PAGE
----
FRANKFURT (Reuters) - Deutsche Bank's <DBKGn.DE> chief economist urged the European Union to set up a 150 billion euro ($165.39 billion) rescue fund to recapitalize European banks, German newspaper Die Welt reported on Monday.

"We won't be able to avoid setting up a bigger program to recapitalize banks," David Folkerts-Landau told the daily in an interview.

"European banks can be recapitalized with 150 billion euros," he added.

European banks were threatened by a slow, long-term downward spiral and faced with two trillion euros in non-performing loans, Folkerts-Landau said, adding that the European Central Bank's negative deposit rates and low share prices made it hard for banks to acquire capital on their own.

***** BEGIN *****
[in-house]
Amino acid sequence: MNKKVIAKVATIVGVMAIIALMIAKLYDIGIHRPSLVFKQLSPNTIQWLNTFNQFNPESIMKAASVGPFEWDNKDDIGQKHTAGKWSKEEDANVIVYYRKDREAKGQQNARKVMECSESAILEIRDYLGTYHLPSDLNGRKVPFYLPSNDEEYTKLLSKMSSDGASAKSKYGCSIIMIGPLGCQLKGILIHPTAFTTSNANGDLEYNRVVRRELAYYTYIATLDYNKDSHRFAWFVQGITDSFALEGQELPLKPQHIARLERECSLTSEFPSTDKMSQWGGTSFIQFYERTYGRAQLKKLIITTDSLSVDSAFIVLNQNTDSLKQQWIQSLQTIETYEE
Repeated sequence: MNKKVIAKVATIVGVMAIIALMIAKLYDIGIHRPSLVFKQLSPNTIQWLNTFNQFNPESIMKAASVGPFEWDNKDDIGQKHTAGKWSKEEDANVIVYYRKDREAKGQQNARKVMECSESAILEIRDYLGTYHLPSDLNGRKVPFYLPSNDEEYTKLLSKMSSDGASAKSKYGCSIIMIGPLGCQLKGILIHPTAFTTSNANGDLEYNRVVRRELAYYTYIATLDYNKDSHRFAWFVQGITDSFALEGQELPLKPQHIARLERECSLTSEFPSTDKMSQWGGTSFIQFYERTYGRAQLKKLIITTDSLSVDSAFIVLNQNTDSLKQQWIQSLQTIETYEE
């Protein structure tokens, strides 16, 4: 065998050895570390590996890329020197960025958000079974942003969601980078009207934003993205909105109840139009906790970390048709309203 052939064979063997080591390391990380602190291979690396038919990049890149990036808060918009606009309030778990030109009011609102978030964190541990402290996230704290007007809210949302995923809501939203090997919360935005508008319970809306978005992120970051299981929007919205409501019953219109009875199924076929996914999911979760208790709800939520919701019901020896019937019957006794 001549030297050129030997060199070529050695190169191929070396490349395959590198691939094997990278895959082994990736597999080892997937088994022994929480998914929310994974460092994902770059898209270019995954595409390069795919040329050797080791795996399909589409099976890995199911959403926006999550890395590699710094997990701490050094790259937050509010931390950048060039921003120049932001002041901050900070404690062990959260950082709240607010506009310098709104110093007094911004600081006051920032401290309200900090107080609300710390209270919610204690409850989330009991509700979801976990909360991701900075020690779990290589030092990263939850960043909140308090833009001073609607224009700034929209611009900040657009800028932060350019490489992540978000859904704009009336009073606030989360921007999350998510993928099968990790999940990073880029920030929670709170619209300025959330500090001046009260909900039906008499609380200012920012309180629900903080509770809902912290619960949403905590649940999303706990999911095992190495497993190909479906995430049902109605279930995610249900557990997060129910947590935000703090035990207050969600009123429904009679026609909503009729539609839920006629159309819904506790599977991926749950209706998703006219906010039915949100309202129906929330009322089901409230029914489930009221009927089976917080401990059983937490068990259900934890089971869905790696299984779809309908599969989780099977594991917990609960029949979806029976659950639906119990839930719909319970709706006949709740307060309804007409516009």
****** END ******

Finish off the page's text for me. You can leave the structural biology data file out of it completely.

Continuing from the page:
"We are witnessing one crisis after another and I can, by no stretch of the imagination, make out growth prospects anywhere," Folkerts-Landau said.

Folkerts-Landau added that particular attention had to be paid to Italy, where banks had 350 billion euros in bad loans and debt ratios were on the rise.

"Likely, this will only be the lower limit," he said.

New EU banking guidelines allowed for a degree of flexibility and states are allowed to bail out banks for a limited time under specific circumstances. Initially, however, creditors are liable for eight percent of the payment obligations before the state can intervene.

($1 = 0.9069 euros)

(Reporting by Tina Bellon; editing by Adrian Croft)